Upper Gastrointestinal Bleed as a Manifestation of Poorly Differentiated Metastatic Squamous Cell Carcinoma of the Lung OD13-OD14
Dr. Richa Bhardwaj,
24 Park Place apt B6E, Hartford, Connecticut, USA.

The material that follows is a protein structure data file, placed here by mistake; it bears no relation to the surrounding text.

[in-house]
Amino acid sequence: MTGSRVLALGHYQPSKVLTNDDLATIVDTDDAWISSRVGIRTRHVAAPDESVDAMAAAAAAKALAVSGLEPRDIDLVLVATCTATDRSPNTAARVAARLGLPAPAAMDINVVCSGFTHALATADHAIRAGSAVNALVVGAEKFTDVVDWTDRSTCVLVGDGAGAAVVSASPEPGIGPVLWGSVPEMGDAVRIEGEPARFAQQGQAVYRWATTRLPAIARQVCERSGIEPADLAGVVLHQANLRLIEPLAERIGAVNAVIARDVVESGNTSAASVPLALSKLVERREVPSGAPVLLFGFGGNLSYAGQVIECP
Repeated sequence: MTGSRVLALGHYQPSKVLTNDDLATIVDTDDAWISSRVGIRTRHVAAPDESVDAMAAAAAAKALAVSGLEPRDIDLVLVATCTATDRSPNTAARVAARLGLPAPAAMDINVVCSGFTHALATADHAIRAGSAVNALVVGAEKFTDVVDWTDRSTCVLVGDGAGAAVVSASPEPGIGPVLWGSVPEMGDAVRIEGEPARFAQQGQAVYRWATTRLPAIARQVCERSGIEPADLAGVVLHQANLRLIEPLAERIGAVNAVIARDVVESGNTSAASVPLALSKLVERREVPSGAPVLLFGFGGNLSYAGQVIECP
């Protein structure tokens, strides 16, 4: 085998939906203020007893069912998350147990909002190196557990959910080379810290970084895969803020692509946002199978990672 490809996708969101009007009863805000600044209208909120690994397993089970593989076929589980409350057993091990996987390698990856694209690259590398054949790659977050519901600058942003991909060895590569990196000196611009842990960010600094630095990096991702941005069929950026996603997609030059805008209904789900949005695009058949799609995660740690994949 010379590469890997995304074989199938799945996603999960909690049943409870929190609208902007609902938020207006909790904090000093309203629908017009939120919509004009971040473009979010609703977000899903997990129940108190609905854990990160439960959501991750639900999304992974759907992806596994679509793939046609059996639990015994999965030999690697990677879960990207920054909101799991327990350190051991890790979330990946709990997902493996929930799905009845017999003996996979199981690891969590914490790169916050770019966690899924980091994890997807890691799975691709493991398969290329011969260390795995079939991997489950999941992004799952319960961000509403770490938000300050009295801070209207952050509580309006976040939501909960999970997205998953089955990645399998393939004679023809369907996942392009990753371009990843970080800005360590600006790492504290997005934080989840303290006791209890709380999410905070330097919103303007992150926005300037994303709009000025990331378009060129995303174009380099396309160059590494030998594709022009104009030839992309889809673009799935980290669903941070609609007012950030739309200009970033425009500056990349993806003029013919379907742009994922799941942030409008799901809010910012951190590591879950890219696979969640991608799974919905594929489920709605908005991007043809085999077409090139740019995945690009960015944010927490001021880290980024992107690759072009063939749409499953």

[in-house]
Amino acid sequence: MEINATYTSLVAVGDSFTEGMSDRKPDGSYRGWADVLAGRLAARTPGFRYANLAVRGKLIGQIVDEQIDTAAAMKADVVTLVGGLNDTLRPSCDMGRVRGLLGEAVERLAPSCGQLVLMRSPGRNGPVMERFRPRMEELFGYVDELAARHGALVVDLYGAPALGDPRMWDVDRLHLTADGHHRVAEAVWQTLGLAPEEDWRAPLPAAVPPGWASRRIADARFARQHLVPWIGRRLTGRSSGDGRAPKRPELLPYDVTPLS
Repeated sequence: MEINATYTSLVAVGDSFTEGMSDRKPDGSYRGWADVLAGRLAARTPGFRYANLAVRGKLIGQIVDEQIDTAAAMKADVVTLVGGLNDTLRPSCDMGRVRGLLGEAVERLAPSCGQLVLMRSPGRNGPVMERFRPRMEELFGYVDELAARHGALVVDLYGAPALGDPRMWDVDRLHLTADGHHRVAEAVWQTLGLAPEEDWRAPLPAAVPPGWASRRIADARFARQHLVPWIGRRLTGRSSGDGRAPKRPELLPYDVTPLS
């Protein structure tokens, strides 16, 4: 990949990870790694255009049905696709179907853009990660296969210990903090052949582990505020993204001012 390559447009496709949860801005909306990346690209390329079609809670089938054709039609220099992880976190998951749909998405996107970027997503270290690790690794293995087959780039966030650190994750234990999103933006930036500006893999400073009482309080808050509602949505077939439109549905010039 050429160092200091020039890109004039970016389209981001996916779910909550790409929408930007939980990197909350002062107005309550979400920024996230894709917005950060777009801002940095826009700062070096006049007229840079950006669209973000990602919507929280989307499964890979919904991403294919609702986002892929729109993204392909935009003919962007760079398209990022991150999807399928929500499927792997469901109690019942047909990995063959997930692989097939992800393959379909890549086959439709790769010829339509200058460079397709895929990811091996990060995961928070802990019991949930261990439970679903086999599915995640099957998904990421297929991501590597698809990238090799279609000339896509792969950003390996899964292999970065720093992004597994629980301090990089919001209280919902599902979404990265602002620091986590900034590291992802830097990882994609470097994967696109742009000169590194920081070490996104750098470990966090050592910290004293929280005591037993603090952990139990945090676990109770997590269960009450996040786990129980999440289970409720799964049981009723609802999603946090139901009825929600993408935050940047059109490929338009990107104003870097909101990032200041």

Gastrointestinal (GI) metastasis from primary lung cancer is a rare clinical finding. Lung cancer most often metastasizes to the brain, bone, liver, and adrenal glands; with gastrointestinal involvement being very rare. We report a case of a 39-year-old female with a diagnosis of poorly differentiated Squamous Cell Carcinoma (SCC) of the lung presenting with dizziness and melena . Esophagogastroduodenoscopy (EGD) showed a bleeding mass in the stomach. Final biopsy report and Immunohistochemistry (IHC) of the specimen were consistent with SCC lung metastasis. While it is imperative to have a high clinical suspicion for GI metastasis in patients with primary lung cancer presenting with GI symptoms, it may be challenging to establish diagnosis. Endoscopy along with pathology and immunohistochemistry play a crucial role in differentiating primary GI malignancies from metastasis.